As a marketer, your ultimate goal (aside from making the world a better place, of course) is to engage your prospects enough to earn their trust and eventually get them to pull out their wallets.
It’s no secret that the key to doing so is to entice them with benefits. (This is copywriting 101, boys and girls!)
Yet too many times when I work with companies or nonprofits, they want to focus all on themselves. They get caught up in the “me, me, me” mindset, and forget that their ultimate goal is to connect with their customers and constituents.
“We’re a nonprofit that helps reduce travel-created carbon by getting people out of cars and instead traveling by walking, biking or public transit.”
“Our company makes technology that turns plastic trash into oil.”
Sure, these are nice statements. And they’ll certainly entice some people to become interested in your cause.
But the truth is, most people are too busy to care about you unless you give them a reason to.
So how do you get them to care? You focus on benefits, not features.
Now let’s go back to the basics. What exactly are features and benefits?
Features = facts.
Features are what copywriter Eugene Schwartz calls your physical product — what your product or service has, its contents and dimensions. For example, if we were assessing the features of a basic #2 yellow pencil, its features would be:
- The pencil is a graphic core surrounded by a wooden cylinder
- One end of the pencil has a rubber eraser
- Pencil is 7 1/2 inches long
- Sold by the dozen
- Pencil is a #2
I could go on, but you get the idea.
Benefits = what’s in it for them.
Benefits, on the other hand, are the functional product — what your product or service actually does for your prospect.
Going back to our #2 pencil, here are the benefits we could say it has based on the features I just named:
- The pencil can be re-sharpened as often as you like to ensure clean, crisp writing
- Its convenient eraser lets you correct any writing mistakes quickly and easily
- The long length of the pencil ensures long writing life
- Sold in a convenient 12-pack so if you lose one, you’ll have 11 others to choose from and won’t have to stop what you’re doing and run to the store for another (and more cost effective)
- Graphite core blend allows for smooth, crisp, easy-to-read writing
Get the idea? Good.
Fake benefits vs. true benefits
Simply fishing out the benefits from your product or service isn’t good enough. Whether you know it or not, many people get caught focusing on what copywriter Clayton Makepeace calls “fake benefits” – and this, in case you hadn’t already guessed, is not a good thing.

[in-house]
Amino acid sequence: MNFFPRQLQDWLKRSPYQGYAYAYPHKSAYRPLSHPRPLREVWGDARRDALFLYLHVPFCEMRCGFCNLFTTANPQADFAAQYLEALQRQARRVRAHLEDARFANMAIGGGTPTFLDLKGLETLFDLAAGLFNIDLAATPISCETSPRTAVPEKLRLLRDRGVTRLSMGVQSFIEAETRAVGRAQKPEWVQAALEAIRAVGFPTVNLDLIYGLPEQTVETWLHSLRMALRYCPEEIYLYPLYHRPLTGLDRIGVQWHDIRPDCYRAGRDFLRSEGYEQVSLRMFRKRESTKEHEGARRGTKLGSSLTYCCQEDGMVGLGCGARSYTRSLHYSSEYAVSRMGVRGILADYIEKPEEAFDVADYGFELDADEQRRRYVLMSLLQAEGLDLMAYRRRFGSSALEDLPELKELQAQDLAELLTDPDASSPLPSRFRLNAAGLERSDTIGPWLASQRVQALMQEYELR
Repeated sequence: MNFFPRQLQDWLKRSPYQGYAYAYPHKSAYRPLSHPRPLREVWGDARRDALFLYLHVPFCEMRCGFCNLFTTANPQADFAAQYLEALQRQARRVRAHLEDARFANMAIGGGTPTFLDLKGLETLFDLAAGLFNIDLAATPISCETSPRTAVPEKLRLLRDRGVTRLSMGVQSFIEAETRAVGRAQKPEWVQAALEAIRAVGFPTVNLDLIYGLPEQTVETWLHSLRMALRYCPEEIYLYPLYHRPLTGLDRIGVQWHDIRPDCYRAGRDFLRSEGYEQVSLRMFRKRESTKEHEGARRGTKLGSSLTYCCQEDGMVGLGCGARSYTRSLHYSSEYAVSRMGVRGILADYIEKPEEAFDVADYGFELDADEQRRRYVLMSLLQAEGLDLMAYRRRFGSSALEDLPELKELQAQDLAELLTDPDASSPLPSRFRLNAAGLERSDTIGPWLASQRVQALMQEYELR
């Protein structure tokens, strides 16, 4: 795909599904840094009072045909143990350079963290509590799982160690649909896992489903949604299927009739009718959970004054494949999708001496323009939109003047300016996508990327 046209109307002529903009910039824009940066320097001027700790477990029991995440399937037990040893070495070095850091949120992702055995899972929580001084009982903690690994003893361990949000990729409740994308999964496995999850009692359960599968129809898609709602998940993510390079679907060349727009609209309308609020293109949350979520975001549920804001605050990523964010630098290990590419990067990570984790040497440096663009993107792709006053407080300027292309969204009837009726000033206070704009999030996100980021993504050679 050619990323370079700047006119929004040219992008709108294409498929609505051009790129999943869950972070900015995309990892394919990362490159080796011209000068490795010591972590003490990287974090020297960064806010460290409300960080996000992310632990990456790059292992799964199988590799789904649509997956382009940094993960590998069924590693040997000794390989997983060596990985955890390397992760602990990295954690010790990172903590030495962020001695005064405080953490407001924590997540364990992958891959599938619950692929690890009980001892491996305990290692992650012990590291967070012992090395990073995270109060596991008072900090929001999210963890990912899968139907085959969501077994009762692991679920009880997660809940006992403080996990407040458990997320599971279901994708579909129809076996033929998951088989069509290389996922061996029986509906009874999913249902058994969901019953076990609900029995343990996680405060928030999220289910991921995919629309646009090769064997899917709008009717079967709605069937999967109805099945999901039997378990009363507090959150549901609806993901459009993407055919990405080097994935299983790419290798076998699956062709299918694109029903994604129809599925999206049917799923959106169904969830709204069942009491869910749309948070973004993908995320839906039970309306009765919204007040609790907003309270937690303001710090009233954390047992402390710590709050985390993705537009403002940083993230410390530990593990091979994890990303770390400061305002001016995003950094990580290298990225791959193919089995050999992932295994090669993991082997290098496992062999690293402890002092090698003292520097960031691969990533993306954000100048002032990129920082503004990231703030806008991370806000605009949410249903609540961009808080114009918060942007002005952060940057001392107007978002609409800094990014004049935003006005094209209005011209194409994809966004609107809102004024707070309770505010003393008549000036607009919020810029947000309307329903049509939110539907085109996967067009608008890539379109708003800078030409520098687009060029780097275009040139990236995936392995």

To avoid it, Makepeace suggests using the “forehead slap” test to check if your copy truly contains a benefit to the reader.
For example, consider this headline: “Balance Your Blood Sugar Naturally!”
While it does have an implied benefit, it’s not a benefit anybody really gives a damn about. That is, until they learn the true benefits of balancing blood sugar levels.
According to Makepeace: “Nobody really wants to balance their blood sugar levels. But anyone in his or her right mind DOES want to avoid the misery of blindness… cold, numb, painful limbs… amputation… and premature death that go along with diabetes.”
The moral of the story: fake benefits can kill your writing.
So how do you discover the true benefits of your product or service? Follow this four step process:
1. Make a list of every feature of your product or service.
2. Ask yourself why each feature is included in the first place.
3. Now ask “how” the “why” you just wrote down connects with the prospect’s desires.
4. Get to the root of what’s in it for the prospect at an emotional level.
Ta da! You now have your true benefits.
By extracting the most emotionally relevant and most compelling benefits of your product or service, you are far more likely to get your prospects to care — making it much more likely that you’ll make the sale (or get the donation).
So… How do features fit in to the equation?
Of course, I’m not saying to leave features completely out of your organization’s marketing message. But use features to support benefits, not the other way around.
As Brian Clark from Copyblogger says, “sell with benefits, support with features.”
Do this well and you’ll connect with your audience better than ever before — and make the world a better place along the way.